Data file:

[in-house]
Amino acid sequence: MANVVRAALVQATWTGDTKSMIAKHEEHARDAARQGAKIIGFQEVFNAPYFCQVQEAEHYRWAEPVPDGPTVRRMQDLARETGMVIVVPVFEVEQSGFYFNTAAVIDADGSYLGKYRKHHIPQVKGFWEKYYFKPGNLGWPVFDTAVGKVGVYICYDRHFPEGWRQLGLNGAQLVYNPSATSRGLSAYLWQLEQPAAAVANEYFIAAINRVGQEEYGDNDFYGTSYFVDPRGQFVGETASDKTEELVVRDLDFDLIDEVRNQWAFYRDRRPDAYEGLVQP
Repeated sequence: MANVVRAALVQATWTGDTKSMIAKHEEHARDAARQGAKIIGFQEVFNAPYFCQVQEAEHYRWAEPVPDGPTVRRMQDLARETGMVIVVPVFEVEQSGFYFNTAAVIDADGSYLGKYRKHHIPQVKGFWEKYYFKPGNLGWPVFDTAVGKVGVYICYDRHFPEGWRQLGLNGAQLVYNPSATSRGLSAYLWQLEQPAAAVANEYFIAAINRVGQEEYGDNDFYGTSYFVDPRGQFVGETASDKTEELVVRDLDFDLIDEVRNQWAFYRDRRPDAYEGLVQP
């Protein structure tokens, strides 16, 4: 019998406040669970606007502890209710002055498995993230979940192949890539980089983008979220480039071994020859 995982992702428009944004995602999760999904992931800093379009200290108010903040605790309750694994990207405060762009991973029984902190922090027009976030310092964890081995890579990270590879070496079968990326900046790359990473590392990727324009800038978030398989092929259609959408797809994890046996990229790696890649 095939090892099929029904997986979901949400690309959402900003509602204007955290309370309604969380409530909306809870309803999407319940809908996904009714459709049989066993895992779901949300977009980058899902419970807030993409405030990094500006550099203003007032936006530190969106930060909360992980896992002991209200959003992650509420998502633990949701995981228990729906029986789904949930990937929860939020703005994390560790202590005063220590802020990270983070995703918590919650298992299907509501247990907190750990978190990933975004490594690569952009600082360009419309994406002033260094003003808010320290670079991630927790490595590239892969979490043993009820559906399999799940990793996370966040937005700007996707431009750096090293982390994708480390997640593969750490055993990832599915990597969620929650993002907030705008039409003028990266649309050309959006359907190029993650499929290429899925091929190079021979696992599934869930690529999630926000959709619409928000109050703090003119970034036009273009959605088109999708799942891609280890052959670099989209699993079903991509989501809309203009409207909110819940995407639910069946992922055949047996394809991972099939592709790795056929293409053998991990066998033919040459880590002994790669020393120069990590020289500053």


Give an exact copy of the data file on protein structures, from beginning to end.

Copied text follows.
[in-house]
Amino acid sequence: MANVVRAALVQATWTGDTKSMIAKHEEHARDAARQGAKIIGFQEVFNAPYFCQVQEAEHYRWAEPVPDGPTVRRMQDLARETGMVIVVPVFEVEQSGFYFNTAAVIDADGSYLGKYRKHHIPQVKGFWEKYYFKPGNLGWPVFDTAVGKVGVYICYDRHFPEGWRQLGLNGAQLVYNPSATSRGLSAYLWQLEQPAAAVANEYFIAAINRVGQEEYGDNDFYGTSYFVDPRGQFVGETASDKTEELVVRDLDFDLIDEVRNQWAFYRDRRPDAYEGLVQP
Repeated sequence: MANVVRAALVQATWTGDTKSMIAKHEEHARDAARQGAKIIGFQEVFNAPYFCQVQEAEHYRWAEPVPDGPTVRRMQDLARETGMVIVVPVFEVEQSGFYFNTAAVIDADGSYLGKYRKHHIPQVKGFWEKYYFKPGNLGWPVFDTAVGKVGVYICYDRHFPEGWRQLGLNGAQLVYNPSATSRGLSAYLWQLEQPAAAVANEYFIAAINRVGQEEYGDNDFYGTSYFVDPRGQFVGETASDKTEELVVRDLDFDLIDEVRNQWAFYRDRRPDAYEGLVQP
């Protein structure tokens, strides 16, 4: 019998406040669970606007502890209710002055498995993230979940192949890539980089983008979220480039071994020859 995982992702428009944004995602999760999904992931800093379009200290108010903040605790309750694994990207405060762009991973029984902190922090027009976030310092964890081995890579990270590879070496079968990326900046790359990473590392990727324009800038978030398989092929259609959408797809994890046996990229790696890649 095939090892099929029904997986979901949400690309959402900003509602204007955290309370309604969380409530909306809870309803999407319940809908996904009714459709049989066993895992779901949300977009980058899902419970807030993409405030990094500006550099203003007032936006530190969106930060909360992980896992002991209200959003992650509420998502633990949701995981228990729906029986789904949930990937929860939020703005994390560790202590005063220590802020990270983070995703918590919650298992299907509501247990907190750990978190990933975004490594690569952009600082360009419309994406002033260094003003808010320290670079991630927790490595590239892969979490043993009820559906399999799940990793996370966040937005700007996707431009750096090293982390994708480390997640593969750490055993990832599915990597969620929650993002907030705008039409003028990266649309050309959006359907190029993650499929290429899925091929190079021979696992599934869930690529999630926000959709619409928000109050703090003119970034036009273009959605088109999708799942891609280890052959670099989209699993079903991509989501809309203009409207909110819940995407639910069946992922055949047996394809991972099939592709790795056929293409053998991990066998033919040459880590002994790669020393120069990590020289500053």